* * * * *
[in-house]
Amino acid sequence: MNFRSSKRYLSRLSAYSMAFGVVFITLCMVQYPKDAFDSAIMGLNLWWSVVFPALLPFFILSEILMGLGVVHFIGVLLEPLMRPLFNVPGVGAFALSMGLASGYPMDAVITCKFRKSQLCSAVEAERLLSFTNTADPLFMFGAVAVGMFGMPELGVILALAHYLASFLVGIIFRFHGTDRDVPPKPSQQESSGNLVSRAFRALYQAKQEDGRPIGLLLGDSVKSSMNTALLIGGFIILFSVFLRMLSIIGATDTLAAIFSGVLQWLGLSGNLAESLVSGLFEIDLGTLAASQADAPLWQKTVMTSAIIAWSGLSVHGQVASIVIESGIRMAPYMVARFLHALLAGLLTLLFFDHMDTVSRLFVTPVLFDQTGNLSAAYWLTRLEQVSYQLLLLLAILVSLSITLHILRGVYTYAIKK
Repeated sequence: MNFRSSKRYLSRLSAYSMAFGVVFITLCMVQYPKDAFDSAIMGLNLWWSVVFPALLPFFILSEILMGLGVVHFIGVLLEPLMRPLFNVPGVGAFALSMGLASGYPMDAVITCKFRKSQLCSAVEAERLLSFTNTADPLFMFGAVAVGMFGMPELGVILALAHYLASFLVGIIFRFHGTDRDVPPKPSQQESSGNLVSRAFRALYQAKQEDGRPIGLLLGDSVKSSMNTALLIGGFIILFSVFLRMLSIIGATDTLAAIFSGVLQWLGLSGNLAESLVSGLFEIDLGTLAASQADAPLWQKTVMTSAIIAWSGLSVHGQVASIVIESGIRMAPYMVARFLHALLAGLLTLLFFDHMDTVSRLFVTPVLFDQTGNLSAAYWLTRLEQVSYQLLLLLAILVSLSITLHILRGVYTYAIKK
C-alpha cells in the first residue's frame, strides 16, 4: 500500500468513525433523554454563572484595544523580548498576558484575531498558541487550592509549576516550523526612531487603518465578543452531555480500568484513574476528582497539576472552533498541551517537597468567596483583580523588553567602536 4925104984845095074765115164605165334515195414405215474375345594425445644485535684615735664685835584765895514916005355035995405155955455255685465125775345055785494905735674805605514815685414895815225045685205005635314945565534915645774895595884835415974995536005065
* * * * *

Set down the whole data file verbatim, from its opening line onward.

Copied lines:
[in-house]
Amino acid sequence: MNFRSSKRYLSRLSAYSMAFGVVFITLCMVQYPKDAFDSAIMGLNLWWSVVFPALLPFFILSEILMGLGVVHFIGVLLEPLMRPLFNVPGVGAFALSMGLASGYPMDAVITCKFRKSQLCSAVEAERLLSFTNTADPLFMFGAVAVGMFGMPELGVILALAHYLASFLVGIIFRFHGTDRDVPPKPSQQESSGNLVSRAFRALYQAKQEDGRPIGLLLGDSVKSSMNTALLIGGFIILFSVFLRMLSIIGATDTLAAIFSGVLQWLGLSGNLAESLVSGLFEIDLGTLAASQADAPLWQKTVMTSAIIAWSGLSVHGQVASIVIESGIRMAPYMVARFLHALLAGLLTLLFFDHMDTVSRLFVTPVLFDQTGNLSAAYWLTRLEQVSYQLLLLLAILVSLSITLHILRGVYTYAIKK
Repeated sequence: MNFRSSKRYLSRLSAYSMAFGVVFITLCMVQYPKDAFDSAIMGLNLWWSVVFPALLPFFILSEILMGLGVVHFIGVLLEPLMRPLFNVPGVGAFALSMGLASGYPMDAVITCKFRKSQLCSAVEAERLLSFTNTADPLFMFGAVAVGMFGMPELGVILALAHYLASFLVGIIFRFHGTDRDVPPKPSQQESSGNLVSRAFRALYQAKQEDGRPIGLLLGDSVKSSMNTALLIGGFIILFSVFLRMLSIIGATDTLAAIFSGVLQWLGLSGNLAESLVSGLFEIDLGTLAASQADAPLWQKTVMTSAIIAWSGLSVHGQVASIVIESGIRMAPYMVARFLHALLAGLLTLLFFDHMDTVSRLFVTPVLFDQTGNLSAAYWLTRLEQVSYQLLLLLAILVSLSITLHILRGVYTYAIKK
C-alpha cells in the first residue's frame, strides 16, 4: 500500500468513525433523554454563572484595544523580548498576558484575531498558541487550592509549576516550523526612531487603518465578543452531555480500568484513574476528582497539576472552533498541551517537597468567596483583580523588553567602536 4925104984845095074765115164605165334515195414405215474375345594425445644485535684615735664685835584765895514916005355035995405155955455255685465125775345055785494905735674805605514815685414895815225045685205005635314945565534915645774895595884835415974995536005065